The Presidential Proclamation temporarily suspending immigration into the United States is effective April 22, 2020.
What does this mean for you and your loved ones?
First, the order itself is only in effect for 60 days from the above date. The president has the option to modify or extend the order should he choose within 50 days of the effective date. If he chooses not to than the proclamation will simply lapse and no longer be in effect.
It suspends entry of any individual seeking to enter the U.S. as an immigrant who is:
- Outside the United States as of 04/22/2020;
- Does not already have a valid immigrant visa as of 04/22/2020; and
- Does not have a valid official travel document (such as an advance parole document) on the effective date, or issued on any date thereafter that permits travel to the United States to seek entry or admission.
The following categories are exempt from the executive order:
- Lawful permanent residents (LPR);
- Individuals and their spouses or children seeking to enter the U.S. on an immigrant visa as a healthcare professional to perform work essential to combating, recovering from, or otherwise alleviating the effects of the COVID-19 outbreak;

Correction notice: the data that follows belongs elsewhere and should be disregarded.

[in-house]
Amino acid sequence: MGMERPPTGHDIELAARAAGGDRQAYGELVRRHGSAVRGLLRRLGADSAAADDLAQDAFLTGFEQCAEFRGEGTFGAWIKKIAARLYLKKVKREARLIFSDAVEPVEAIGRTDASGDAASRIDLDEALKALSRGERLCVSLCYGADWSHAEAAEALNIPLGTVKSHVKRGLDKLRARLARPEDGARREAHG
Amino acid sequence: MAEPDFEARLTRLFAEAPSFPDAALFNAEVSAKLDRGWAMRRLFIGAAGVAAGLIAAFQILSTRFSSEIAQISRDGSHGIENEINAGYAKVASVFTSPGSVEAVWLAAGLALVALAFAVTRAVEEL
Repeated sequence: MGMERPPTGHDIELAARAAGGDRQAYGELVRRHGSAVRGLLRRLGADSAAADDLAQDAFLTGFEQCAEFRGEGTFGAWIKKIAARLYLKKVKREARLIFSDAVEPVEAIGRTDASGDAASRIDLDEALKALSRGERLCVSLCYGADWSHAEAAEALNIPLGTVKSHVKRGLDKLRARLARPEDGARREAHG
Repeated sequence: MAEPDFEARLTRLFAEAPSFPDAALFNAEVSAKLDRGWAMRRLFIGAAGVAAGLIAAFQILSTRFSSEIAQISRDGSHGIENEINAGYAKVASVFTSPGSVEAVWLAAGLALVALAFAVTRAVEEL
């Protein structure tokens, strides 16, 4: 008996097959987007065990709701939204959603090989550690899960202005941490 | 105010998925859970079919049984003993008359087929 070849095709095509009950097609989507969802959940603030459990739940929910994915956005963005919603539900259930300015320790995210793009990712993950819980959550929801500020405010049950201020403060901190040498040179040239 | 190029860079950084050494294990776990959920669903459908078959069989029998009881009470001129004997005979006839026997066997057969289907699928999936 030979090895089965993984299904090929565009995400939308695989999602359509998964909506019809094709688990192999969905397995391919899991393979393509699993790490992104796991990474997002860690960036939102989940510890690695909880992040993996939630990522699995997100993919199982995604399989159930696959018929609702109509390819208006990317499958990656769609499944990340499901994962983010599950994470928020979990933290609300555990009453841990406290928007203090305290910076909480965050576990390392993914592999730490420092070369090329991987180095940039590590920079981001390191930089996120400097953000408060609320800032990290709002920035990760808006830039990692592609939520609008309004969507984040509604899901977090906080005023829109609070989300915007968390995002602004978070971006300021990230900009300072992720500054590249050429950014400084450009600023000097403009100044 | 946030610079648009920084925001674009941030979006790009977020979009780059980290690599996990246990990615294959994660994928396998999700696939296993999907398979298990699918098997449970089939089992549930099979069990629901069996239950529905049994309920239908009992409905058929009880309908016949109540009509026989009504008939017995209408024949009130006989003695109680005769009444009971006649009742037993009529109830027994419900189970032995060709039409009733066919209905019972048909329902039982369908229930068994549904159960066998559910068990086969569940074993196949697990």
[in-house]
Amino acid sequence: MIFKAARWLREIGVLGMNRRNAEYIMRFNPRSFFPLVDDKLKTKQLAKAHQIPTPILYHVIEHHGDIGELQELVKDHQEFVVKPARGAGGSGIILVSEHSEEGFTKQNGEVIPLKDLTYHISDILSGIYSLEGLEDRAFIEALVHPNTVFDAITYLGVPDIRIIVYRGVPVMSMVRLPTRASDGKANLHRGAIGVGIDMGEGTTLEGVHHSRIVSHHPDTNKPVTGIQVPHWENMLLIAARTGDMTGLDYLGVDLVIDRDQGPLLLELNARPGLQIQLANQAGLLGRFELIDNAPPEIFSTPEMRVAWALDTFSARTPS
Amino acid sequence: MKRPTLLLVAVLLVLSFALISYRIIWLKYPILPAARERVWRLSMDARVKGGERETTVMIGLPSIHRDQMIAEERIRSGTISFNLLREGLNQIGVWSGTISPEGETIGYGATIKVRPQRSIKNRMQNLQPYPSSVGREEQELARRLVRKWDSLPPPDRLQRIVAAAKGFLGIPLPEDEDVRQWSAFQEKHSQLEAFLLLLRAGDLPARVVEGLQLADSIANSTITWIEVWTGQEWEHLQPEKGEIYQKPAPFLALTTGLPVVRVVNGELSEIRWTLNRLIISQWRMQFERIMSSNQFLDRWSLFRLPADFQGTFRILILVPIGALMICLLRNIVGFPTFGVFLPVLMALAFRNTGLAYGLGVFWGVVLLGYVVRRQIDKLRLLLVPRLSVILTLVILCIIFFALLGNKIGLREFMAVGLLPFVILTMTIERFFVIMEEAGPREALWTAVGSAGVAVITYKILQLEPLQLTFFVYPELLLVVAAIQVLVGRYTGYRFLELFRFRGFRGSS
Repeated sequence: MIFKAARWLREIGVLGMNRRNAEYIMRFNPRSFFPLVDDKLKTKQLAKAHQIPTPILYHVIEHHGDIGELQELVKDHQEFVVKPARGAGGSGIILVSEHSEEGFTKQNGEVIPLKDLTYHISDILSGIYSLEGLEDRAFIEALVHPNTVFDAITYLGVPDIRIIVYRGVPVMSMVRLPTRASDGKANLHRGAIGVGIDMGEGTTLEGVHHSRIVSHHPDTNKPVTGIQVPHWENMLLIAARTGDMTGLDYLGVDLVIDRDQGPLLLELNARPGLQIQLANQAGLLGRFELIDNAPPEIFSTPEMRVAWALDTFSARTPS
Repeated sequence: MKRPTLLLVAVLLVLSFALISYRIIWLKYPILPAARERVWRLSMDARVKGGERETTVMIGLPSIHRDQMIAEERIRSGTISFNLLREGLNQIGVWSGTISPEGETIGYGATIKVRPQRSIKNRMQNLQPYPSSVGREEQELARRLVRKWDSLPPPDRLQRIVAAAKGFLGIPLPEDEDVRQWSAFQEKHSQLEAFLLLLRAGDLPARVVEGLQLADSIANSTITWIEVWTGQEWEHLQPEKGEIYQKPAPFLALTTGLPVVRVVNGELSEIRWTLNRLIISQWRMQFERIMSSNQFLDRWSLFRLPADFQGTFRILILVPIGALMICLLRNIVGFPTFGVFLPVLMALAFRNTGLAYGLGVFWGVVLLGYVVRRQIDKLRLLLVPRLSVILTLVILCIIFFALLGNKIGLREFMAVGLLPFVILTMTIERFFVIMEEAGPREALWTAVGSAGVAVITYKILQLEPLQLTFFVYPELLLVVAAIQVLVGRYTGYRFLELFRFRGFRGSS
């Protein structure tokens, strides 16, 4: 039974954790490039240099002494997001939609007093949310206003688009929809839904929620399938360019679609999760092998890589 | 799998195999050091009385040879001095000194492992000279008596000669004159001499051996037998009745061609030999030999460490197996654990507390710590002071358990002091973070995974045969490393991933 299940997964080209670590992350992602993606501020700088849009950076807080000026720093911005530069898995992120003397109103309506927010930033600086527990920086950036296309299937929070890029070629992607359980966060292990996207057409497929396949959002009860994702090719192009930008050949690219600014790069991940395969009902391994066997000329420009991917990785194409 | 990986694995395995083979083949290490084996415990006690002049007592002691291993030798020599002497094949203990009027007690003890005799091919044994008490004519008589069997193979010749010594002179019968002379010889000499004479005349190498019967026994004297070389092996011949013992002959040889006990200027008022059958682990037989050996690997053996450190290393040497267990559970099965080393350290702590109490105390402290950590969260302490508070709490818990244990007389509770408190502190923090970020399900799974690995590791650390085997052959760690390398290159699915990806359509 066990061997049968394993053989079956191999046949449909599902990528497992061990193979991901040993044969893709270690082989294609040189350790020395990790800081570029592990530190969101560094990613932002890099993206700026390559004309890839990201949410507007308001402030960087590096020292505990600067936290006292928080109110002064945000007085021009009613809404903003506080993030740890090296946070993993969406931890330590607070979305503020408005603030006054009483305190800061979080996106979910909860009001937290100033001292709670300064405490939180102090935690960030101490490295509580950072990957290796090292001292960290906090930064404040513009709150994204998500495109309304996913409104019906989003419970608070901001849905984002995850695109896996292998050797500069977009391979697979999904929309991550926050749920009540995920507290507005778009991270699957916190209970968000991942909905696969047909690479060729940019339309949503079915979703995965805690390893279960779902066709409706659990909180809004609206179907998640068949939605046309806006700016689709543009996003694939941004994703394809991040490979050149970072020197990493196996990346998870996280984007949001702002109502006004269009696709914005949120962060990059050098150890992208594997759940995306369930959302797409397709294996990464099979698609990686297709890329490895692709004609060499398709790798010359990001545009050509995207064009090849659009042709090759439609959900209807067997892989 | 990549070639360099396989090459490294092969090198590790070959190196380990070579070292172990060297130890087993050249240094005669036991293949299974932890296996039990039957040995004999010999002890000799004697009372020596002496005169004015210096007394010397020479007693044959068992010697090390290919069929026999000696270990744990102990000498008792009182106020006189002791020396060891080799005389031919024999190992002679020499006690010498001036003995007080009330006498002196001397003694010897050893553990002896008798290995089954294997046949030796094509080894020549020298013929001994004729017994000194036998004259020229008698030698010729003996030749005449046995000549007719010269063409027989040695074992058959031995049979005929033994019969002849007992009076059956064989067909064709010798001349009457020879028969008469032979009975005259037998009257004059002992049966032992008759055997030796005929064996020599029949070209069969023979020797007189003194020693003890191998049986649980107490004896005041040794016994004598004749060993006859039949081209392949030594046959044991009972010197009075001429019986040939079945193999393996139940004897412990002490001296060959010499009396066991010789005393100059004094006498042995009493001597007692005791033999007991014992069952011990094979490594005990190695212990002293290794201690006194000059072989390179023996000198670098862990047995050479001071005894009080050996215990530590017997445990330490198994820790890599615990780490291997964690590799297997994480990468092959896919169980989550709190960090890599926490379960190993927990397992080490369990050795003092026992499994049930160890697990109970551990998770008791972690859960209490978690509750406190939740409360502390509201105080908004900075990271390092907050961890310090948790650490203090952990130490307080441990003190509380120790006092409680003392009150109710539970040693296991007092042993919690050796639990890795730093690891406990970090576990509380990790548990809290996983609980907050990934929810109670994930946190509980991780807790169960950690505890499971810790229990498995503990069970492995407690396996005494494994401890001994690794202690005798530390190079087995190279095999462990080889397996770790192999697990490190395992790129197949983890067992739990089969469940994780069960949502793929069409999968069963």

- Individuals applying for a visa to enter the U.S. as an EB-5 immigrant investor;
- Spouses of U.S. citizens;
- Children of U.S. citizens under the age of 21 and prospective adoptees seeking to enter on an IR-4 or IH-4 visa;
- Individuals who would further important U.S. law enforcement objectives;
- Members of the U.S. Armed Forces and their spouses and children;
- Individuals and their spouses or children eligible for Special Immigrant Visas as an Afghan or Iraqi translator/interpreter or U.S. Government Employee (SI or SQ classification); or
- Individuals whose entry would be in the national interest.
This order does not apply to individuals already in the United States and to non-immigrant visas (tourist visa, fiancee visa, etc.).
However, within 30 days from the effective date, the president shall review non-immigrant programs and implement necessary changes in order to stimulate the U.S. economy and prioritize the employment of U.S. workers.
What this last part actually means remains to be seen but we’ll keep you posted.
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